Table of Contents
Definition of Atrial Fibrillation
As a consequence, they do not pump blood very effectively to the ventricles.
Though most of the blood that enters the atria drains to the ventricles, some blood pools in the atria. The pooled blood establishes a very high risk for blood clots to form and a corresponding increase in the risk of stroke or transient ischemic attack (tia). Atrial fibrillation is the cause of one in five strokes.
Atrial fibrillation is the most common arrhythmia that requires treatment, affecting about 5 percent of people over age 65.
Signs and Symptoms
The typical symptoms of atrial fibrillation include
- Rapid tiring during physical activity
- Generalized fatigue
- Dyspnea (shortness of breath)
- Angina pectoris (chest pain)
- Syncope (fainting)
However, many people have mild or no symptoms, with the doctor detecting atrial fibrillation during the course of examination for other health concerns.
Hypotension (low blood pressure) and a weak, irregular, and often rapid pulse are common signs the doctor detects during examination. An electrocardiogram (ecg) confirms the diagnosis. Echocardiogram may reveal the underlying cause of the arrhythmia, especially when valvular heart disease is to blame.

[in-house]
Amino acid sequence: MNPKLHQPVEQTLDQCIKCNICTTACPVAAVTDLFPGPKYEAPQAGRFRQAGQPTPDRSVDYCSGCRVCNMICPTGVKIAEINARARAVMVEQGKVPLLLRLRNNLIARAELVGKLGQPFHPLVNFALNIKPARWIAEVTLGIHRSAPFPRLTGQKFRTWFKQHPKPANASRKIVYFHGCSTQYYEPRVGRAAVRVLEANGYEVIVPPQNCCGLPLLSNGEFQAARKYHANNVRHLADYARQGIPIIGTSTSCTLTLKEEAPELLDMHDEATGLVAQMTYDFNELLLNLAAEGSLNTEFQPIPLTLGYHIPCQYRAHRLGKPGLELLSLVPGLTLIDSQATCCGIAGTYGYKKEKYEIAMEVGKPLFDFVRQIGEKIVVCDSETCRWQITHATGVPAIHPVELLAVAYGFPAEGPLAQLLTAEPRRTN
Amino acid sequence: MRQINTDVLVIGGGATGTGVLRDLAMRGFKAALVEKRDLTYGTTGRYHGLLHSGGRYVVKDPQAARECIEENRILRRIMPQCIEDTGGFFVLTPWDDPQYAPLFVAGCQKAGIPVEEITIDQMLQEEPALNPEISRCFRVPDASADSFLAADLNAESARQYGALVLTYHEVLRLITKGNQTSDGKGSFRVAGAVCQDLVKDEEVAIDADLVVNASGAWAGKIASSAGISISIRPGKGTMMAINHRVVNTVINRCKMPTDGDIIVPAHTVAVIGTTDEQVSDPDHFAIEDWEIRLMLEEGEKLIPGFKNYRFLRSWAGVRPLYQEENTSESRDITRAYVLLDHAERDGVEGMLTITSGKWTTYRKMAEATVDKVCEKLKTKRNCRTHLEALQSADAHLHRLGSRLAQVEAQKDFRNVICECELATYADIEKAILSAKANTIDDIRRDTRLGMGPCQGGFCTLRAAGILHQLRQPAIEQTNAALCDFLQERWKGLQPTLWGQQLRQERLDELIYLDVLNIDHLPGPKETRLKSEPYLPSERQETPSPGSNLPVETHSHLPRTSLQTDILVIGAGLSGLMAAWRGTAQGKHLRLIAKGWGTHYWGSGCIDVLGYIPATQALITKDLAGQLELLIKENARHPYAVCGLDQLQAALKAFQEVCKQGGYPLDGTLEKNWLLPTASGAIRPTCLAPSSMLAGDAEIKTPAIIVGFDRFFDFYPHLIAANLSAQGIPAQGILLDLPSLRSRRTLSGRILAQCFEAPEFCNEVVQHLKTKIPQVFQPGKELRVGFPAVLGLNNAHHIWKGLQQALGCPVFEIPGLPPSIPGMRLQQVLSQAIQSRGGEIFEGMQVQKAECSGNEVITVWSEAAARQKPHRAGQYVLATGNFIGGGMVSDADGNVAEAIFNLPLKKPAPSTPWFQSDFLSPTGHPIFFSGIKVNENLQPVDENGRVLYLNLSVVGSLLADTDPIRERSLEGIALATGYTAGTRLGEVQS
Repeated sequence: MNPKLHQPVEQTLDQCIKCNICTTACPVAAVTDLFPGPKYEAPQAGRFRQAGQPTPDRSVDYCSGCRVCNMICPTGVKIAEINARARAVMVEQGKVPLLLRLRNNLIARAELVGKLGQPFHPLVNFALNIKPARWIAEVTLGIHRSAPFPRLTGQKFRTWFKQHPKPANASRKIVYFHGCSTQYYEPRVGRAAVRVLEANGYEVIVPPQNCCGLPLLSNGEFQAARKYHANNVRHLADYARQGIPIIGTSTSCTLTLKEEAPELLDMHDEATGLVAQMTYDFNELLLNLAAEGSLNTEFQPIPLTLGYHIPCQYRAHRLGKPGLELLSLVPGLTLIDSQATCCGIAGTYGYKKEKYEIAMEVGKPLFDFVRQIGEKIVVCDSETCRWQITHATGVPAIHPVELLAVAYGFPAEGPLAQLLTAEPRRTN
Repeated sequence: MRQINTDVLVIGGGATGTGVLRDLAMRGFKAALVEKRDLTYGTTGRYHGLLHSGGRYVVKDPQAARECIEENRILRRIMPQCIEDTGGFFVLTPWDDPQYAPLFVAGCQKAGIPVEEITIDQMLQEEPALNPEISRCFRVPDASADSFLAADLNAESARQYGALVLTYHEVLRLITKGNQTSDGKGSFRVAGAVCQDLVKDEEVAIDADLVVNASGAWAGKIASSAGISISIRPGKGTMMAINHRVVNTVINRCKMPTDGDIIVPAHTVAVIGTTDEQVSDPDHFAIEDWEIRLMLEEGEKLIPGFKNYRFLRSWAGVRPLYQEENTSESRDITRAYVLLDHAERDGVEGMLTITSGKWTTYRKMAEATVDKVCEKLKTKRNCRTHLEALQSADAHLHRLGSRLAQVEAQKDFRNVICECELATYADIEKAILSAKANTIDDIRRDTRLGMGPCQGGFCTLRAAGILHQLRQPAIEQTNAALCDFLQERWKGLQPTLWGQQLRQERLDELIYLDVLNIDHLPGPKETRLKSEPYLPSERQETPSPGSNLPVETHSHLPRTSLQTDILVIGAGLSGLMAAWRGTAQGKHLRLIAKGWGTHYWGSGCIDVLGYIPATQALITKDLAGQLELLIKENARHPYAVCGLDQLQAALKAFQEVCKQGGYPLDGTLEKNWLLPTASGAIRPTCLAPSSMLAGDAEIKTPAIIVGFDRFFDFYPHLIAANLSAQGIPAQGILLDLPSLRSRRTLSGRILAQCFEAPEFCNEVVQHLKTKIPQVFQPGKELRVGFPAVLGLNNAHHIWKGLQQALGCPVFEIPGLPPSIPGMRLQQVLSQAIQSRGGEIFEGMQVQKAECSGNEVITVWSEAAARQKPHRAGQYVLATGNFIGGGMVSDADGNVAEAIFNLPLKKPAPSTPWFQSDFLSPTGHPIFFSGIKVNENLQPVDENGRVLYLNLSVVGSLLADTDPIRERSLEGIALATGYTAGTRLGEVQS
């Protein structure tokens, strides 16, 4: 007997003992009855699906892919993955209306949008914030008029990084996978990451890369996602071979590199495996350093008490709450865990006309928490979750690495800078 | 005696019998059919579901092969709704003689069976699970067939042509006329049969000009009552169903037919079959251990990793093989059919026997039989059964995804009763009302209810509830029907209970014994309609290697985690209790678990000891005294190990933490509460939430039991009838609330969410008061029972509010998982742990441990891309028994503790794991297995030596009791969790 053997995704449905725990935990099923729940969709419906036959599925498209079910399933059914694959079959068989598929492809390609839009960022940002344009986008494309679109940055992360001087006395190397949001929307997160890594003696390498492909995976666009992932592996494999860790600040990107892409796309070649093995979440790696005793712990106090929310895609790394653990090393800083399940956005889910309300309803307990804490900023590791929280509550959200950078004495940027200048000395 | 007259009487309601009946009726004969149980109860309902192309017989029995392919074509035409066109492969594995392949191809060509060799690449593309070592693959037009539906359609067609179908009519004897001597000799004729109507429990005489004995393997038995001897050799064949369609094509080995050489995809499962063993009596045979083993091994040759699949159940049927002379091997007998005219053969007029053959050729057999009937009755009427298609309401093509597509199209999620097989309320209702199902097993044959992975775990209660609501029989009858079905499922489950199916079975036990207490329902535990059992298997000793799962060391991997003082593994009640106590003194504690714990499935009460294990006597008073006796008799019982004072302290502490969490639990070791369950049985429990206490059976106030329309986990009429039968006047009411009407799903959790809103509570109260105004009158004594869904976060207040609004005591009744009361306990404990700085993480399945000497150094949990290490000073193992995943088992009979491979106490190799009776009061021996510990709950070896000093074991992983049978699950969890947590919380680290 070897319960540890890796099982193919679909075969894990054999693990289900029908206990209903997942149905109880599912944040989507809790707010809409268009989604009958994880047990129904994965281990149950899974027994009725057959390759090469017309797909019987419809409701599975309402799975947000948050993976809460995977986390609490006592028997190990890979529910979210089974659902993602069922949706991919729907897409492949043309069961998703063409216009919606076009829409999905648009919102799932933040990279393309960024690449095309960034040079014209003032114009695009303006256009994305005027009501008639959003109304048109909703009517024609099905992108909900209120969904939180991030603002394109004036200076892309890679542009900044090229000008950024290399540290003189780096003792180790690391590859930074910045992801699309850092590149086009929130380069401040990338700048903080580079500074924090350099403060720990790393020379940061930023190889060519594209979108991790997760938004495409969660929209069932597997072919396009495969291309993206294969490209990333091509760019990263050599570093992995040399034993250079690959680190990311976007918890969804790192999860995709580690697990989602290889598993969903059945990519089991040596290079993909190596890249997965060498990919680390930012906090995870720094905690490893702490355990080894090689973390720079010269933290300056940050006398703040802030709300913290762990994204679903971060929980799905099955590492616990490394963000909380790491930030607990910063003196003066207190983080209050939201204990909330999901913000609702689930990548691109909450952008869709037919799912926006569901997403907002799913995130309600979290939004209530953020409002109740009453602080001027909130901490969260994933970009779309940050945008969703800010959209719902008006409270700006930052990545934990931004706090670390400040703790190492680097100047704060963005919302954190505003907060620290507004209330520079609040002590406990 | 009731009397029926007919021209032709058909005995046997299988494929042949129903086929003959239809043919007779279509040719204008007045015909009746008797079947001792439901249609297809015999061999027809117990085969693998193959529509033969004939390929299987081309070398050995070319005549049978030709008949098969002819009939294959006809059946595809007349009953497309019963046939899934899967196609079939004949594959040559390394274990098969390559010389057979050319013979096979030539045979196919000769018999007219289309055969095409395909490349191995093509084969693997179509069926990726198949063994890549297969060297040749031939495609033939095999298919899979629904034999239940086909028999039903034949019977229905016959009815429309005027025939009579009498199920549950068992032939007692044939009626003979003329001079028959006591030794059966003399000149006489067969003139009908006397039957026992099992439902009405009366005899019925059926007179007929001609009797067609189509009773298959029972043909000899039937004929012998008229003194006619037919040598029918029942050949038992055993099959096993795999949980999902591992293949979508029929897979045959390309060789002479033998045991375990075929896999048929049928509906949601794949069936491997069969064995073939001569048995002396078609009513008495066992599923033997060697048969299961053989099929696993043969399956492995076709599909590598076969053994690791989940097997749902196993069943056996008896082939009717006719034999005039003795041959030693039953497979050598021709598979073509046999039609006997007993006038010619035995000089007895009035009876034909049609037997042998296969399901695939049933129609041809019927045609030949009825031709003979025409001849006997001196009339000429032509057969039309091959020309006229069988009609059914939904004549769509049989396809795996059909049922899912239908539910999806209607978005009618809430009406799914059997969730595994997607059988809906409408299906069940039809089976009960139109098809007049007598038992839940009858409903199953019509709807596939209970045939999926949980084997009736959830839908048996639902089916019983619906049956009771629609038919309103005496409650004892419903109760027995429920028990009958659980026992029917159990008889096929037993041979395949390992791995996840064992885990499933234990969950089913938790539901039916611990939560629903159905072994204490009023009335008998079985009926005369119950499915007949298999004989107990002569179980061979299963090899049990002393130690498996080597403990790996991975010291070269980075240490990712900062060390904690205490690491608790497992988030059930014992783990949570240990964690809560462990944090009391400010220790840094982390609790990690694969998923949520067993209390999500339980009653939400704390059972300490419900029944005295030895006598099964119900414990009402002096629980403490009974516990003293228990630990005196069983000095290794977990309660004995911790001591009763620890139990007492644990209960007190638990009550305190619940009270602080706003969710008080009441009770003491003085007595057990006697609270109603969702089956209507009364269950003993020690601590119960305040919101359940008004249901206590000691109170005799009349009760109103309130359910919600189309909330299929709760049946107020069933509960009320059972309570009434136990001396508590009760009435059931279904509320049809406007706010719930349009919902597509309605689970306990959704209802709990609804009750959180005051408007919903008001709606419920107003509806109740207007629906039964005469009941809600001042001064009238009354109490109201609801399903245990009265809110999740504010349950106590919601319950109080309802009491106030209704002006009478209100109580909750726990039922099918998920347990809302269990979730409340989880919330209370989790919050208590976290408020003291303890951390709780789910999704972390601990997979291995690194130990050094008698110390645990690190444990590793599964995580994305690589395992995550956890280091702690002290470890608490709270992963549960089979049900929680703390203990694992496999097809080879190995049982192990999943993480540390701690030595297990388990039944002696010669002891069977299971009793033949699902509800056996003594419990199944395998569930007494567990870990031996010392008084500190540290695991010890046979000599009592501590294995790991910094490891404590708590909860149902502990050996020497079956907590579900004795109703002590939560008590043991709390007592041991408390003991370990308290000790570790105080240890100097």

Antiarrhythmia medications such as beta blockers or calcium channel blockers restore a normal heart rhythm (normal sinus rhythm) in most people who have atrial fibrillation. These medications can have mild to significant side effects and can slow the heart too much, causing bradycardia, another arrhythmia.
For atrial fibrillation that does not respond to these medical measures, the cardiologist may suggest cardioversion, which uses electrical shock to jolt the heart back into normal rhythm, or radiofrequency ablation, which destroys a small portion of heart tissue to permanently disrupt the flow of electrical impulses in the heart.
Cardiologists typically prescribe anticoagulation therapy, usually aspirin or warfarin and sometimes both, in addition to antiarrhythmia medications for people who have atrial fibrillation, to reduce the risk for clot formation and resulting stroke.
Causes of Atrial Fibrillation
Common causes of Atrial Fibrillation include hypertension (high blood pressure), coronary artery disease (cad), congestive heart failure, pericarditis, and rheumatic heart disease. Atrial fibrillation may follow myocardial infarction and is also more common among people who have diabetes or hyperthyroidism. There are no known measures for preventing atrial fibrillation beyond lifestyle behaviors to maintain overall cardiovascular health.